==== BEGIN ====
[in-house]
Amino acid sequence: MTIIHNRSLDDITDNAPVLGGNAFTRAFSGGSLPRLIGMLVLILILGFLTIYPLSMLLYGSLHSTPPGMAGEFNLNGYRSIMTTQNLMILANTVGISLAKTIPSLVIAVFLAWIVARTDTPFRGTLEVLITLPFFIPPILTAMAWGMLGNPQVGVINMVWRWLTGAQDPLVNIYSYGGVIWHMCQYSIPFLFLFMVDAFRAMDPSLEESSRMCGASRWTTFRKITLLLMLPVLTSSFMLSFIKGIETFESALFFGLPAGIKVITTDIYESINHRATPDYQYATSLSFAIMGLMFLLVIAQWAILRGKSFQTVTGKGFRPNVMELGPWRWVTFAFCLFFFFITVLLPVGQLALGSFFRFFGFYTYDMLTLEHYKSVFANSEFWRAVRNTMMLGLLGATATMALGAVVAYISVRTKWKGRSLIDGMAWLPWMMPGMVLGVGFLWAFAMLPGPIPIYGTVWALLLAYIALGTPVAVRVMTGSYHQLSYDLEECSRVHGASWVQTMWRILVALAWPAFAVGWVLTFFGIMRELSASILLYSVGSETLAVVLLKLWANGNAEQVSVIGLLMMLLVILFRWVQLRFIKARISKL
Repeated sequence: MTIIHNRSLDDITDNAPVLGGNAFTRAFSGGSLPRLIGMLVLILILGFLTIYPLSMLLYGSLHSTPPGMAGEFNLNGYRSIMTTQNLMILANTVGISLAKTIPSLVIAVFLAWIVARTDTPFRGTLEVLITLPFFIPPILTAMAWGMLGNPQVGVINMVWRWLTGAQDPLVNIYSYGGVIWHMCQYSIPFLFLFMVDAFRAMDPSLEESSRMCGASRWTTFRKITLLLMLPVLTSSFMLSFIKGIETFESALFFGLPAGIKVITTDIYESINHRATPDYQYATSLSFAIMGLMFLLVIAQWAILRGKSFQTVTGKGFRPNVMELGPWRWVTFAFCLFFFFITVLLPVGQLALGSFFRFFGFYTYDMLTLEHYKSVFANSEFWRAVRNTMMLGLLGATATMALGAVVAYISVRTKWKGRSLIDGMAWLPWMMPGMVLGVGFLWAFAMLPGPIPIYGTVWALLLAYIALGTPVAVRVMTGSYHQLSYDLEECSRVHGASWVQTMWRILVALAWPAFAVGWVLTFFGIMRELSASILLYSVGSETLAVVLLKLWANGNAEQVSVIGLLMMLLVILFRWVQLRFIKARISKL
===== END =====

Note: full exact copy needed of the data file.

[in-house]
Amino acid sequence: MTIIHNRSLDDITDNAPVLGGNAFTRAFSGGSLPRLIGMLVLILILGFLTIYPLSMLLYGSLHSTPPGMAGEFNLNGYRSIMTTQNLMILANTVGISLAKTIPSLVIAVFLAWIVARTDTPFRGTLEVLITLPFFIPPILTAMAWGMLGNPQVGVINMVWRWLTGAQDPLVNIYSYGGVIWHMCQYSIPFLFLFMVDAFRAMDPSLEESSRMCGASRWTTFRKITLLLMLPVLTSSFMLSFIKGIETFESALFFGLPAGIKVITTDIYESINHRATPDYQYATSLSFAIMGLMFLLVIAQWAILRGKSFQTVTGKGFRPNVMELGPWRWVTFAFCLFFFFITVLLPVGQLALGSFFRFFGFYTYDMLTLEHYKSVFANSEFWRAVRNTMMLGLLGATATMALGAVVAYISVRTKWKGRSLIDGMAWLPWMMPGMVLGVGFLWAFAMLPGPIPIYGTVWALLLAYIALGTPVAVRVMTGSYHQLSYDLEECSRVHGASWVQTMWRILVALAWPAFAVGWVLTFFGIMRELSASILLYSVGSETLAVVLLKLWANGNAEQVSVIGLLMMLLVILFRWVQLRFIKARISKL
Repeated sequence: MTIIHNRSLDDITDNAPVLGGNAFTRAFSGGSLPRLIGMLVLILILGFLTIYPLSMLLYGSLHSTPPGMAGEFNLNGYRSIMTTQNLMILANTVGISLAKTIPSLVIAVFLAWIVARTDTPFRGTLEVLITLPFFIPPILTAMAWGMLGNPQVGVINMVWRWLTGAQDPLVNIYSYGGVIWHMCQYSIPFLFLFMVDAFRAMDPSLEESSRMCGASRWTTFRKITLLLMLPVLTSSFMLSFIKGIETFESALFFGLPAGIKVITTDIYESINHRATPDYQYATSLSFAIMGLMFLLVIAQWAILRGKSFQTVTGKGFRPNVMELGPWRWVTFAFCLFFFFITVLLPVGQLALGSFFRFFGFYTYDMLTLEHYKSVFANSEFWRAVRNTMMLGLLGATATMALGAVVAYISVRTKWKGRSLIDGMAWLPWMMPGMVLGVGFLWAFAMLPGPIPIYGTVWALLLAYIALGTPVAVRVMTGSYHQLSYDLEECSRVHGASWVQTMWRILVALAWPAFAVGWVLTFFGIMRELSASILLYSVGSETLAVVLLKLWANGNAEQVSVIGLLMMLLVILFRWVQLRFIKARISKL